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Are cards all they're cracked up to be?

Are cards all they're cracked up to be? - There seems to be a card for everything these days but does this mean there's a photo needed for every card too? ePHOTOzine spoke to some photographers who are trying to make a living from producing cards to see if the demand is there.

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Card by John Kennedy
 Card by John Kennedy.

Walk into any town or shopping centre and you will, without question find a card shop. The greeting card business is huge and we aren't just talking about cards for Christmas and Valentine's Day either as organisations such as the National Trust and even my local post office have a range of cards specifically designed for them. With so many buyers on the market you may be considering venturing into this part of the industry but don't do it without some caution. ePHOTOzine spoke to some photographers and card companies and they have suggested that turning your photographs into gifts for tourists or as birthday presents for relatives isn't as easy as you may think.

"This part of the industry is now virtually impossible to break into and it's even harder to make a decent amount of money," said David Tarn a photographer who has made his own cards for the last three years. "It's overcrowded, everyone wants to do it, there's only so many cards a company needs."

Not very positive thoughts but it's an eye opener. You need to do your research well and really think if your photographs are A good enough quality and B if your genre of photography is needed in the card industry.

"The key to it all is selling the products. You have to remember you turn into a card publisher and salesman not a photographer," explained David. "If you don't know what you're doing it can be very hard work and you can waste a lot of money."

If you're going out to take photographs you need to do your research and breaking into the card business is no different.

"Unless you know who is going to buy them you will lose money. You need to know your market," said David.

Study the cards that are out there, don't rely on your own opinions and thoughts about what will make a good card.

Card by John Kennedy
  Card by John Kennedy.

"I started by doing web searches for card companies and calendar manufacturers," explained EPZ member Sean Sessions who got the idea for selling cards from his wife who sells home made cards.

"I'm a member of the BFP, (which is something I'd highly recommend). The industry book you get each year gave me all the leads and addresses of the companies producing cards and a lot more," said John Kennedy, another EPZ member who decided to try and break into the card market after speaking to a picture library owner.

The Freelance Photographers Market Handbook is another reference which gives you helpful tips and contact details of card companies. It also tells you a little about what each company requires, but don't take this for granted. If you really want to have a go at sending work to the big companies such as Hallmark give them a call first. Just remember you won't be the first person to have contacted them.

"I've just got my work into a book store called Boarders Books and they have Paper Chase within them and I thought they would be a good place to sell my work. I went on their website and in the frequently asked questions section of the site was the question: Can I send samples of greeting cards? When I saw that in the frequently asked questions I knew far too many people have approached them."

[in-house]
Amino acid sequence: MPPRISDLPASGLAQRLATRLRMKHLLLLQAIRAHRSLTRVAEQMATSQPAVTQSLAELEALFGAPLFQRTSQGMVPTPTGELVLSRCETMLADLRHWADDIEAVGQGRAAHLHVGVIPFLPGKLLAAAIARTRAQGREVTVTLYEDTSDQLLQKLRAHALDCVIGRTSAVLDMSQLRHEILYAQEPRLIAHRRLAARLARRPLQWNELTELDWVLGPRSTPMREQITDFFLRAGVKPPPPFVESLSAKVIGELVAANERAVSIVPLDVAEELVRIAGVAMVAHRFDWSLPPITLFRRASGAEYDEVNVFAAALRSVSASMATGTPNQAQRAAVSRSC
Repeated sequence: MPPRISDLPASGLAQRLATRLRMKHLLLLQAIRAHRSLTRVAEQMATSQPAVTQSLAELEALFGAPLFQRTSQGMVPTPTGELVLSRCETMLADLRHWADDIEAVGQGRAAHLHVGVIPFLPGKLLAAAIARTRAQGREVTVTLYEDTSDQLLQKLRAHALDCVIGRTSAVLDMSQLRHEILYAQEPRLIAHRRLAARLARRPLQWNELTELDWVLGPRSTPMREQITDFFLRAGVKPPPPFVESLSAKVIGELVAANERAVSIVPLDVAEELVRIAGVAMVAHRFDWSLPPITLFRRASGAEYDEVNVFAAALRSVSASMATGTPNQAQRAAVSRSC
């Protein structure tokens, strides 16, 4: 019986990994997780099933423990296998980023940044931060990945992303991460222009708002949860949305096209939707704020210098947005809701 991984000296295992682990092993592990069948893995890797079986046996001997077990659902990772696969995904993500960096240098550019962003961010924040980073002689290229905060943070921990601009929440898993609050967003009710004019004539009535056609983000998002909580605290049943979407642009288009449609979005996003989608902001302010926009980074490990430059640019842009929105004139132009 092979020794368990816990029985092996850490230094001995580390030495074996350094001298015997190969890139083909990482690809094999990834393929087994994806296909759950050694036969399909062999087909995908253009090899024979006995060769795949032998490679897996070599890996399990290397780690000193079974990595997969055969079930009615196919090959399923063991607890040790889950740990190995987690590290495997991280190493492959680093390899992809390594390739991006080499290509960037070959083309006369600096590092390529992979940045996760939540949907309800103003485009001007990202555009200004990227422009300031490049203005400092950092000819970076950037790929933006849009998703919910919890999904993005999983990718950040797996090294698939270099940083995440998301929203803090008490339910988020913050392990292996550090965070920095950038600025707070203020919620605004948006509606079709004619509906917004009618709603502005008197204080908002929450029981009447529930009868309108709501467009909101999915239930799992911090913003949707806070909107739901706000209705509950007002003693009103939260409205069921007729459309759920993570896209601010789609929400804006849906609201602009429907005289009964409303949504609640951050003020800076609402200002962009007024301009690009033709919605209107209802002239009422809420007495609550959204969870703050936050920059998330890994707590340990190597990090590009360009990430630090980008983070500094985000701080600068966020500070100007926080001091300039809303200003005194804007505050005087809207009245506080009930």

Paper Chases' website states: "Please forward a small selection of samples and enclose a S.A.E. if the samples are to be returned." But when ePHOTOzine contacted them for more details about what they look for and expected rates, Robert Warden from Paper Chase said: "We get sent numerous unsolicited emails and post from photographers. Regretfully we usually only use images purchased from photo library websites." Not quite what it says on the site now is it and that's why ringing them is a must. "I would always talk to them before sending out your work, if only to find out if and what sort of thing they are looking for," explained Sean. "I have had quite a bit of interest from calendar / postcard makers but no purchases as yet. I've had no real feedback from card makers so far, I've had more success with selling my own."

Starting off small and aiming at companies in your local area or at ones who are tailored to your sort of photography (National Trust and Landscapes for instance) is probably better than heading straight for Hallmark.

"There were no decent cards of the Yorkshire Dales so that's why I made them. The shops led me in a way, they asked for them. The key is to finding a niche, you need to check that there's a gap in the market before you spends thousands of pounds on designs, cards and envelopes," explained David.

By Roughburn Photographic
 Card by Roughburn Photographic.

Many have seen David's cards and have followed him only to find the door was shut in their face.   This was because the shops already had cards with pictures of the Dales from David, they didn't need any more.

"Be prepared to work a lot for little return which will hopefully get better in the future. Also be prepared for criticism and knock backs, you can't be precious at all. What you have to realise is that there's probably thousands of discs received every week at a lot of these companies, the researchers look at a lot of images and have to be critical in their choices. I've had comments like not interested to I like the way you capture light, but we don't have the need for images of your nature through to I like your work, can you re-submit a more location based set of images," added John.

David was lucky he already had a good base of shops behind him as he had previously created calendars for them but not all are so lucky. Persistence is the key and doing your own leg work and making the effort to talk to people may turn into a bit of a slog but as Sean found out it's most definitely worth it: